The PEOPLE, Plaintiff and Respondent, v. Donald Ray FOSTER, Defendant and Appellant.
In one information, appellant was charged with escaping from the state correctional facility at Soledad on February 17, 1967 (Pen.Code, s 4530(b)), and with a burglary occurring between February 18—19, 1967 (Pen.Code, s 459), both felonies. In a second information he was charged with another escape, this time from a county jail, on April 19, 1967 (Pen.Code, s 4532(b)), also a felony. To each charge appellant pled ‘not guilty’ and ‘not guilty by reason of insanity’, and denied the allegations of two prior convictions. By consent, the cases were consolidated for trial. At the guilt trial, appellant was found not guilty of burglary but guilty of both escapes; the priors were found to be true. A sanity trial (Pen.Code, s 1026) ensued before a different jury which found appellant sane at the time of both escapes. On February 5, 1968 he was sentenced to state prison for the term prescribed by law. He appeals from the judgment, alleging two grounds for reversal.
I. Was The District Attorney Guilty Of Prejudicial Misconduct During The Trial?
Appellant claims the prosecuting attorney prejudiced his case by improperly asking questions of two defense witnesses during the sanity trial. At that trial defendant called twelve witnesses one of whom was a medical doctor specializing in psychiatry, the others being nonexpert witnesses. Of these eleven, Lloyd Chandler, Joe Hendron and Samuel Massa testified on cross-examination to having been convicted of felonies, Massa having had nine such convictions. On direct examination as witnesses for appellant, Byron Stewart, James Daniels, Jose Quinones, Vance Dubay and Carl Shuck all testified to meeting appellant while they were confined in the county jail. Chandler, Massa and Shuck had testified at the guilt trial but the others had not.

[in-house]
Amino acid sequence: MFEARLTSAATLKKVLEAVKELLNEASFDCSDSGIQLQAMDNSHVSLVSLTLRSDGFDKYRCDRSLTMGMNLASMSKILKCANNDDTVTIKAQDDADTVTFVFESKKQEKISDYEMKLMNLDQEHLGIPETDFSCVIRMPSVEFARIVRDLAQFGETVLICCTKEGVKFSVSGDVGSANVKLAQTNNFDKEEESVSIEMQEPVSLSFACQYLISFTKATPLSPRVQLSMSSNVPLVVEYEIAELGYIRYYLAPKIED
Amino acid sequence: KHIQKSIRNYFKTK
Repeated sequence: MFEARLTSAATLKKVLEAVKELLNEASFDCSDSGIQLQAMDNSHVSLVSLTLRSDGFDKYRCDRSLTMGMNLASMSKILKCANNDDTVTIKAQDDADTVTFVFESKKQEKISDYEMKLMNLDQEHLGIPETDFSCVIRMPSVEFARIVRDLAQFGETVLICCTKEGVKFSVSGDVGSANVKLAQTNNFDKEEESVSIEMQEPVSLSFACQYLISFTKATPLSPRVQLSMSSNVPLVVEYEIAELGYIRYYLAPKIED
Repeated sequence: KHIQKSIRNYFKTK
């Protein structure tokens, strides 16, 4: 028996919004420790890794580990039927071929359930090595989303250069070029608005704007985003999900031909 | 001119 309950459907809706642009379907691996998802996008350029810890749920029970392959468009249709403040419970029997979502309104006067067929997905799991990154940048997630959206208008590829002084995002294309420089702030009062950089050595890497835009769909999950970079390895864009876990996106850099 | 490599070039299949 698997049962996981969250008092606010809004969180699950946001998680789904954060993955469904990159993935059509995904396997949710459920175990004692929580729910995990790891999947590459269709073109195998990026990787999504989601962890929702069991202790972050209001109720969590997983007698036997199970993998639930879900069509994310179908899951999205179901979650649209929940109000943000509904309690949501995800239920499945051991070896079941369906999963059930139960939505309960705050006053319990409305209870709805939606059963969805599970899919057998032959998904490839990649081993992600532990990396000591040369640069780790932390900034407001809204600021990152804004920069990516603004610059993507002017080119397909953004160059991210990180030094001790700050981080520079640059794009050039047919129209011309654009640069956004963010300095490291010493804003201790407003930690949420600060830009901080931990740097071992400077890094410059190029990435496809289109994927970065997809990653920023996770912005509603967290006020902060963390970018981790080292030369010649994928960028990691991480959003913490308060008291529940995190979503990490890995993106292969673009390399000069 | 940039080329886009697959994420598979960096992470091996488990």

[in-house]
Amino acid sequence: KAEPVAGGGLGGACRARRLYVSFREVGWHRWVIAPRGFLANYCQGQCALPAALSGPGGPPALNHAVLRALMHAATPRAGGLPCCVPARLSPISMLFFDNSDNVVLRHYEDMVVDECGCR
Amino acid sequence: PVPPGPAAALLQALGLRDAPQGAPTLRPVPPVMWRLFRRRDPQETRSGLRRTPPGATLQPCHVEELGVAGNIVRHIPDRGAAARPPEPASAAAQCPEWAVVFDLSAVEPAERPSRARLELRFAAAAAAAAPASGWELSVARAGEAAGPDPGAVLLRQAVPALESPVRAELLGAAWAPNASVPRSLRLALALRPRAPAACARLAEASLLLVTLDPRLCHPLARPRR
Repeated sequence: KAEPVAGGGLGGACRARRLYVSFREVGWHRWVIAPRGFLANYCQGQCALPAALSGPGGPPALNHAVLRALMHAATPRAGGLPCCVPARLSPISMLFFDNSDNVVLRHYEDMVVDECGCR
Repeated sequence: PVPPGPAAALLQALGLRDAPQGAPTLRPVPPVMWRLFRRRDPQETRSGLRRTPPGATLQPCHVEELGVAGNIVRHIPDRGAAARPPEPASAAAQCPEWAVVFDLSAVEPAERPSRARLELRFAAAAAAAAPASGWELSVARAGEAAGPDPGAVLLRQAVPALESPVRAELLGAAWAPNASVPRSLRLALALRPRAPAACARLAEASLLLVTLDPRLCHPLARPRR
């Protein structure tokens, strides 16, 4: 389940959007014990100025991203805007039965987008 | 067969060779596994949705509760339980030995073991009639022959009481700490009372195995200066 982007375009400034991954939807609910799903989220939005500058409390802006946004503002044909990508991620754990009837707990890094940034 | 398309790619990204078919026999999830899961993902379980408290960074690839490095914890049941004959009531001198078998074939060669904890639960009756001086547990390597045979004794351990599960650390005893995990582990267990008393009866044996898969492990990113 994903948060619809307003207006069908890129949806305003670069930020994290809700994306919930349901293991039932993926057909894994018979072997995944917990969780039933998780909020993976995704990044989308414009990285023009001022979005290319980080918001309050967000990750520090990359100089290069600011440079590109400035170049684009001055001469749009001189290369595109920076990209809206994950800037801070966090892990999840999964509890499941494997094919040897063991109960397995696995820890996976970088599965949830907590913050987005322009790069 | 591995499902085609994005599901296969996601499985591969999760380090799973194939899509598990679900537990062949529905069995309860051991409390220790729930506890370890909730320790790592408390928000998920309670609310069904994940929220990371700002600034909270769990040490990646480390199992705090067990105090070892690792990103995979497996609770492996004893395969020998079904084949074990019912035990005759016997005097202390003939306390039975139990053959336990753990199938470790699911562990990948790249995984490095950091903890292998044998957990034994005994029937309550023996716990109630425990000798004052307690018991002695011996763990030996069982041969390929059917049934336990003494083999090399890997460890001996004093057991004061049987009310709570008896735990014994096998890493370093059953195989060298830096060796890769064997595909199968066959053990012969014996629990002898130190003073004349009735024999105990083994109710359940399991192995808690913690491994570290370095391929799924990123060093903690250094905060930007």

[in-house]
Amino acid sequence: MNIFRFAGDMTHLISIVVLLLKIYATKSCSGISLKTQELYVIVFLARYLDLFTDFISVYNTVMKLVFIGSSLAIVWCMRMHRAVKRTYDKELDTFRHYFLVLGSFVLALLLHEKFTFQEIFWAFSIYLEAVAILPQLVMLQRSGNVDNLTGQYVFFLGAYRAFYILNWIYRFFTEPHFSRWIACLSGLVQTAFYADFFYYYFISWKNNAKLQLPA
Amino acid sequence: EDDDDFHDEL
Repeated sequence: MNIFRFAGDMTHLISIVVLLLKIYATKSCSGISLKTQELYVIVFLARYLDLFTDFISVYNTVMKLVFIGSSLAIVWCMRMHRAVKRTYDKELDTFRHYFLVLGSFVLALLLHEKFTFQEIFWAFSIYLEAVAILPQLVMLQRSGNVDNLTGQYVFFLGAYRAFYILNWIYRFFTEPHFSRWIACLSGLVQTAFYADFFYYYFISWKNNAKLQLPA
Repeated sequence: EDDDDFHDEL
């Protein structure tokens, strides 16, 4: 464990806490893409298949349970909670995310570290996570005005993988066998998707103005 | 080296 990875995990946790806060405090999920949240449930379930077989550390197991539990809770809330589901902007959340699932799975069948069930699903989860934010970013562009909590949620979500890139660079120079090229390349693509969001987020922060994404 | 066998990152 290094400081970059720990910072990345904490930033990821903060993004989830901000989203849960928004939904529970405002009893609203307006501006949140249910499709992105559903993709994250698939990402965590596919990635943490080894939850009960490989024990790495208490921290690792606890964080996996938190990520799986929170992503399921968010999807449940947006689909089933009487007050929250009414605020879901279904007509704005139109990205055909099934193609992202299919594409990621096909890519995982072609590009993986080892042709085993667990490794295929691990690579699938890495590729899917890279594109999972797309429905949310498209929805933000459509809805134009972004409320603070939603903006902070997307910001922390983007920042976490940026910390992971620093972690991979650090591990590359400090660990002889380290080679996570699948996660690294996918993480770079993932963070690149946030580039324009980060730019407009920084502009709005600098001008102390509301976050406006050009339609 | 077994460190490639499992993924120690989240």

Appellant objects to the interrogation of Daniels and Quinones by the prosecution. James Daniels was cross-examined as follows:
‘Q Now Mr. Daniels, I will ask you, have you ever been convicted of a felony?
‘A I'm not sure, sir. I don't think so.
‘Q You're not quite sure?
‘A No sir.’
No objection was made to this questioning by defense counsel who, on redirect examination, initiated the following:
‘Q Mr. Daniels, you said you don't think you have been convicted of a felony. You may explain that, if you like.
‘A Well, the charge was always dropped to a lower degree and, I wasn't sure whether it was not a felony or a misdemeanor.’
On cross-examination of Joseph Quinones, the following occurred:
‘Q Sir, have you ever been convicted of a felony before?
‘A I was tried on a felony, but I served County time so, I don't know if it was a felony or not.’
No objection was made to this by defense counsel, but the trial court interjected, stating:
‘THE COURT: These questions of that nature should not be asked, Mr. Quall (the prosecuting attorney), unless you are prepared to prove that, in fact, the defendant you asked that question of was convicted of a felony. I hope you are prepared to prove it in these last two instances, because if you cannot prove it, the question is wholly improper.’
This remark was made in open court before the trial jury. The District Attorney asked leave to approach the bench stating: ‘It is my understanding, if I have a reasonable belief that these men have been,—’, when he was interupted by the court and neither allowed to finish nor to make a record at the bench.
The failure of defense counsel to object to the questions put by the prosecution is fatal to his appeal and since the trial court had no objection on which to rule we have no ruling to review (‘The admissibility of evidence will not be reviewed on appeal in the absence of a proper objection in the trial court.’ People v. Johnson, 253 Cal.App.2d 396, 400, 61 Cal.Rptr. 225, 228 (1967). ‘Misconduct of the district attorney to which no objection is made in the trial court may not be urged as reversible error, unless the cause is closely balanced or the conduct is of such a nature that its harm could not be obviated.’ People v. Roberts, 213 Cal.App.2d 387, 398, 28 Cal.Rptr. 839, 845 (1963).)